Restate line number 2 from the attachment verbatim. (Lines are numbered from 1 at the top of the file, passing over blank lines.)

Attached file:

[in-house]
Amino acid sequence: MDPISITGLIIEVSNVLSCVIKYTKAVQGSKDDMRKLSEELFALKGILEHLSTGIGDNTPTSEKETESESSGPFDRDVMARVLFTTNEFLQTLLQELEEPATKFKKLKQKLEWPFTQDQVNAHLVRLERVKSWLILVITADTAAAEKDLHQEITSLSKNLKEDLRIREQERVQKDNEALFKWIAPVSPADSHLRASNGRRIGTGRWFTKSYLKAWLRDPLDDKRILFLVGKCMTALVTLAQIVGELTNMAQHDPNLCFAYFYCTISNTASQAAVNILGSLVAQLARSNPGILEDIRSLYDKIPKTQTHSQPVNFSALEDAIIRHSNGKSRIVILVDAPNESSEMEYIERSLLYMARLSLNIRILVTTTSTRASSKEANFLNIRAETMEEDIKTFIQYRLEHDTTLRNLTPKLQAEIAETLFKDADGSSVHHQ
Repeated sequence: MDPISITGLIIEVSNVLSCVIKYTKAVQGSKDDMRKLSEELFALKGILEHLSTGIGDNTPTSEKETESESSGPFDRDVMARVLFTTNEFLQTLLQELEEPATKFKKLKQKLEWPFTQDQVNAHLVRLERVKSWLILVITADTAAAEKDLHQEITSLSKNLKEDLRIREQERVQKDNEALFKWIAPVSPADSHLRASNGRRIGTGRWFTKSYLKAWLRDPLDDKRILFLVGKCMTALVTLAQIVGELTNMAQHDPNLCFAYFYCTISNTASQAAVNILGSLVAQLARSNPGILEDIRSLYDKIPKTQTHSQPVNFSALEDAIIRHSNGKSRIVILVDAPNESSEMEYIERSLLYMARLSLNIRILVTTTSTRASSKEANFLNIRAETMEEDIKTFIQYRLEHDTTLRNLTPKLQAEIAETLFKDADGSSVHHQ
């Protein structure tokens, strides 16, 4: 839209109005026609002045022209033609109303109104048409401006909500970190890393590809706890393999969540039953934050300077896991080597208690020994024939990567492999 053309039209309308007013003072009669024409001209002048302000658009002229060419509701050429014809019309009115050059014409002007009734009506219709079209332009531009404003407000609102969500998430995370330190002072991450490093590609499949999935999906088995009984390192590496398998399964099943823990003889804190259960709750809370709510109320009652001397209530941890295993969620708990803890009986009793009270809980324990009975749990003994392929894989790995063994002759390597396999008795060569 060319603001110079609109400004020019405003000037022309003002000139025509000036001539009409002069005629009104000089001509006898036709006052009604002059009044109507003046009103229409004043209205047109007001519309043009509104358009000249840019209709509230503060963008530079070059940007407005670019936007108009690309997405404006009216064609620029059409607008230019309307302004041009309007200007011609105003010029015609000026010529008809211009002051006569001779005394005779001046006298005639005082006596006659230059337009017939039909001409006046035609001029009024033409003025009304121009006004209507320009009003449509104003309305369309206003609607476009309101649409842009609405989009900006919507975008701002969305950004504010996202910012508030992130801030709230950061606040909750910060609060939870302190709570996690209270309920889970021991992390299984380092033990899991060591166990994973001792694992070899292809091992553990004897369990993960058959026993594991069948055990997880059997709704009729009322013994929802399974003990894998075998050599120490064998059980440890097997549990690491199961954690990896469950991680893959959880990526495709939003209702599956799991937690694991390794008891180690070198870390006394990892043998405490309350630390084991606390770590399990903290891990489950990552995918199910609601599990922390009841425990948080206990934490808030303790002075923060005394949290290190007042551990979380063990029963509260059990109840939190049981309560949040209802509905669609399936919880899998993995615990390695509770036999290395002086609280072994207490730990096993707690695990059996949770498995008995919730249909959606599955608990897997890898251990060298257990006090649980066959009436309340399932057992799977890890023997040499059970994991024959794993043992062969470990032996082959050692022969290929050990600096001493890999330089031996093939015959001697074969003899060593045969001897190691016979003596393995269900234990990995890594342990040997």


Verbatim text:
Amino acid sequence: MDPISITGLIIEVSNVLSCVIKYTKAVQGSKDDMRKLSEELFALKGILEHLSTGIGDNTPTSEKETESESSGPFDRDVMARVLFTTNEFLQTLLQELEEPATKFKKLKQKLEWPFTQDQVNAHLVRLERVKSWLILVITADTAAAEKDLHQEITSLSKNLKEDLRIREQERVQKDNEALFKWIAPVSPADSHLRASNGRRIGTGRWFTKSYLKAWLRDPLDDKRILFLVGKCMTALVTLAQIVGELTNMAQHDPNLCFAYFYCTISNTASQAAVNILGSLVAQLARSNPGILEDIRSLYDKIPKTQTHSQPVNFSALEDAIIRHSNGKSRIVILVDAPNESSEMEYIERSLLYMARLSLNIRILVTTTSTRASSKEANFLNIRAETMEEDIKTFIQYRLEHDTTLRNLTPKLQAEIAETLFKDADGSSVHHQ